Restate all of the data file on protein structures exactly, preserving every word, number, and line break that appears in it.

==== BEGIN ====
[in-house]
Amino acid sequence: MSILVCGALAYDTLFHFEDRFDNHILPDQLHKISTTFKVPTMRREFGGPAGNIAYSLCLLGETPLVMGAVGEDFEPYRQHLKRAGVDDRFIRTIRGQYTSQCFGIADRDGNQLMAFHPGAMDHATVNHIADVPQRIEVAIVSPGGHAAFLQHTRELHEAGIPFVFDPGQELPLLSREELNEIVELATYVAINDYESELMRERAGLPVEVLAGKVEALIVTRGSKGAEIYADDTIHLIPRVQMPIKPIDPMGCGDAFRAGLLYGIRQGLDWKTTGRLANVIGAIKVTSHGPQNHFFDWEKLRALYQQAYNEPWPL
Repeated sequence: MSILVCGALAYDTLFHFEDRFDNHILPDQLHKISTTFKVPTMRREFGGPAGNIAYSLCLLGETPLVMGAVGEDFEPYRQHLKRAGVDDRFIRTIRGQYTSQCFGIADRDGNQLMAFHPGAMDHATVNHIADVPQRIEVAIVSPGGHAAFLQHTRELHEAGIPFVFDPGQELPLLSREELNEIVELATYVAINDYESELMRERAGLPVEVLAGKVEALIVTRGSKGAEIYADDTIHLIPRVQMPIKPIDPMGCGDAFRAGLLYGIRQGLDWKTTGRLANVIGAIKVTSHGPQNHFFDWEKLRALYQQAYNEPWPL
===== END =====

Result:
[in-house]
Amino acid sequence: MSILVCGALAYDTLFHFEDRFDNHILPDQLHKISTTFKVPTMRREFGGPAGNIAYSLCLLGETPLVMGAVGEDFEPYRQHLKRAGVDDRFIRTIRGQYTSQCFGIADRDGNQLMAFHPGAMDHATVNHIADVPQRIEVAIVSPGGHAAFLQHTRELHEAGIPFVFDPGQELPLLSREELNEIVELATYVAINDYESELMRERAGLPVEVLAGKVEALIVTRGSKGAEIYADDTIHLIPRVQMPIKPIDPMGCGDAFRAGLLYGIRQGLDWKTTGRLANVIGAIKVTSHGPQNHFFDWEKLRALYQQAYNEPWPL
Repeated sequence: MSILVCGALAYDTLFHFEDRFDNHILPDQLHKISTTFKVPTMRREFGGPAGNIAYSLCLLGETPLVMGAVGEDFEPYRQHLKRAGVDDRFIRTIRGQYTSQCFGIADRDGNQLMAFHPGAMDHATVNHIADVPQRIEVAIVSPGGHAAFLQHTRELHEAGIPFVFDPGQELPLLSREELNEIVELATYVAINDYESELMRERAGLPVEVLAGKVEALIVTRGSKGAEIYADDTIHLIPRVQMPIKPIDPMGCGDAFRAGLLYGIRQGLDWKTTGRLANVIGAIKVTSHGPQNHFFDWEKLRALYQQAYNEPWPL